The team feels that coming up with a structure/procedure for organizing an event which makes people feel they can do it too. If we smooth out major hassles like budget, swag, target audience, etc..we can definitely hope to have people saying “Hey, this looks easy to organize. I can do that too in my community”
But, but. The *structure* that we add to an event, also shouldn’t restrict the organizers from making changes that suit their community. We need a framework that is there for their convenience and open to refining.
On this, a council member present at the session was happy to add
“There is always more bandwidth and money for great ideas at Fedora”
Other thing. How do we decide that we want to go ahead with an event proposal by one of our ambassadors or a community member? Developing a set of questions to answer about the event which helps us analyze its impact, reach, budget and other logistics was something we talked about. So if someone needs out help, they need to show us how is that we can help them achieve that. A blog post link on the event page wiki is what we thought of. (This was discussed in further details in the session on Fedora ambassadors.)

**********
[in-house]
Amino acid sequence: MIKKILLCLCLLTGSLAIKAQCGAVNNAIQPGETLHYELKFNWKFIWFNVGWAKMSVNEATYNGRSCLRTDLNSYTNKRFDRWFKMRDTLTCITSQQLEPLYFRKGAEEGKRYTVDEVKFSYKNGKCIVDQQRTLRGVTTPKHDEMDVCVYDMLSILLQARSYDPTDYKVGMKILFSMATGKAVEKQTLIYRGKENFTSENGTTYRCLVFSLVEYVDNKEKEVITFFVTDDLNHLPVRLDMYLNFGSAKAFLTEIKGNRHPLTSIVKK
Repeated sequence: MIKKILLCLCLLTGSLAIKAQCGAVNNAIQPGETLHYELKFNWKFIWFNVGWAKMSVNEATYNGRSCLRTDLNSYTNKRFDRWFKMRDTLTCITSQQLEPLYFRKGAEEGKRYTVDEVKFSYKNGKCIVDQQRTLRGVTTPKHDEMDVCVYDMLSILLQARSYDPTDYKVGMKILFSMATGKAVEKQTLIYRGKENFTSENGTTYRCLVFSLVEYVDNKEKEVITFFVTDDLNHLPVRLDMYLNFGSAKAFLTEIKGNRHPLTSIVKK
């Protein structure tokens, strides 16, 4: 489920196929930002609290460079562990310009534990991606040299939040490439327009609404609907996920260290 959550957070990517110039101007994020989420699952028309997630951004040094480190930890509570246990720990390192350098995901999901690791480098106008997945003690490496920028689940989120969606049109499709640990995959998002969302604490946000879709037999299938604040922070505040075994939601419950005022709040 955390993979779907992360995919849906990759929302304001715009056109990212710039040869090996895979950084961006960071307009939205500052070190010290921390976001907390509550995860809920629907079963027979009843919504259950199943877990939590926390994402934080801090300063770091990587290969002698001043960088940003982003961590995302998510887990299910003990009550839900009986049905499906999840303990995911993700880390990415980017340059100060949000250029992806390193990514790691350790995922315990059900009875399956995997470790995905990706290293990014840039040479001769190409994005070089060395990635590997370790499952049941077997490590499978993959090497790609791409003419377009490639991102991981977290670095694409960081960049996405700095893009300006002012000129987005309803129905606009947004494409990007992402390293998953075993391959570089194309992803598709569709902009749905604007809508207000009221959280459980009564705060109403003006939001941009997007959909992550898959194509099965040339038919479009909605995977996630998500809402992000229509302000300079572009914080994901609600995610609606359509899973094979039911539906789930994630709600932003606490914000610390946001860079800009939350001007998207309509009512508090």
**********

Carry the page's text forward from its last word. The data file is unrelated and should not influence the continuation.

Adding more events to our calendar
Coming up with a structure for our events, so that they are easier to organize by our ambassadors and other community members.
Collaborating with other events
While talking, it hit us. So why are we doing it all on our own again?
What we realized from our discussion at Flock is that we can leverage the existing communities to catalyze our efforts. Girls who Code, PyCon Girls, etc were some that we could think of that we definitely can work along with. This will help us expand our reach, and organize efforts in much lesser efforts and budget.
However when we collaborate, sizing the budgets will be something that the Diversity team will have to take calls on depending on the impact and the audience of the event.
Find existing local communities and collaborate with for our events
What we have out there.